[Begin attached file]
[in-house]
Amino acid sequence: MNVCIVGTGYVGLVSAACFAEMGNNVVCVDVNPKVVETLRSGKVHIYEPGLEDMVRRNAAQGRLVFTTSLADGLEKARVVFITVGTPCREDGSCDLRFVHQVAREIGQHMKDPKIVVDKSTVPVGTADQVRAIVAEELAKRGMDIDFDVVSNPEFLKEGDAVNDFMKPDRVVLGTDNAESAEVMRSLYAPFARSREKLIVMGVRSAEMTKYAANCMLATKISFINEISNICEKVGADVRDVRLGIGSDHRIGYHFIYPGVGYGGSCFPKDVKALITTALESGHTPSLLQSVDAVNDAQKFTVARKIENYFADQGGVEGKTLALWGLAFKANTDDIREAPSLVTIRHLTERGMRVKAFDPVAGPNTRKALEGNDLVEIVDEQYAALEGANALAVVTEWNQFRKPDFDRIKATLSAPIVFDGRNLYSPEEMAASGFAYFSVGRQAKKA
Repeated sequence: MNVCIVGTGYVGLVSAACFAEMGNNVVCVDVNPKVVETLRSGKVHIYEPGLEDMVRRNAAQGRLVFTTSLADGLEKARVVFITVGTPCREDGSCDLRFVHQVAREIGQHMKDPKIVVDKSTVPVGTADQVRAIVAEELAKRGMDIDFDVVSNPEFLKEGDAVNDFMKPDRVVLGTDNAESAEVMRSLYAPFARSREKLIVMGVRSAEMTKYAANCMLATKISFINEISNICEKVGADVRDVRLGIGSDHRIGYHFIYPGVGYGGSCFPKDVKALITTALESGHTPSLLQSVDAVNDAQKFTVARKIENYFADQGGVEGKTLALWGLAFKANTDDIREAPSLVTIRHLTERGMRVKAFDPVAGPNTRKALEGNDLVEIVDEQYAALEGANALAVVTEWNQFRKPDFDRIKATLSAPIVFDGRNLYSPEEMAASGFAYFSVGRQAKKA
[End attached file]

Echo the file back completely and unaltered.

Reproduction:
[in-house]
Amino acid sequence: MNVCIVGTGYVGLVSAACFAEMGNNVVCVDVNPKVVETLRSGKVHIYEPGLEDMVRRNAAQGRLVFTTSLADGLEKARVVFITVGTPCREDGSCDLRFVHQVAREIGQHMKDPKIVVDKSTVPVGTADQVRAIVAEELAKRGMDIDFDVVSNPEFLKEGDAVNDFMKPDRVVLGTDNAESAEVMRSLYAPFARSREKLIVMGVRSAEMTKYAANCMLATKISFINEISNICEKVGADVRDVRLGIGSDHRIGYHFIYPGVGYGGSCFPKDVKALITTALESGHTPSLLQSVDAVNDAQKFTVARKIENYFADQGGVEGKTLALWGLAFKANTDDIREAPSLVTIRHLTERGMRVKAFDPVAGPNTRKALEGNDLVEIVDEQYAALEGANALAVVTEWNQFRKPDFDRIKATLSAPIVFDGRNLYSPEEMAASGFAYFSVGRQAKKA
Repeated sequence: MNVCIVGTGYVGLVSAACFAEMGNNVVCVDVNPKVVETLRSGKVHIYEPGLEDMVRRNAAQGRLVFTTSLADGLEKARVVFITVGTPCREDGSCDLRFVHQVAREIGQHMKDPKIVVDKSTVPVGTADQVRAIVAEELAKRGMDIDFDVVSNPEFLKEGDAVNDFMKPDRVVLGTDNAESAEVMRSLYAPFARSREKLIVMGVRSAEMTKYAANCMLATKISFINEISNICEKVGADVRDVRLGIGSDHRIGYHFIYPGVGYGGSCFPKDVKALITTALESGHTPSLLQSVDAVNDAQKFTVARKIENYFADQGGVEGKTLALWGLAFKANTDDIREAPSLVTIRHLTERGMRVKAFDPVAGPNTRKALEGNDLVEIVDEQYAALEGANALAVVTEWNQFRKPDFDRIKATLSAPIVFDGRNLYSPEEMAASGFAYFSVGRQAKKA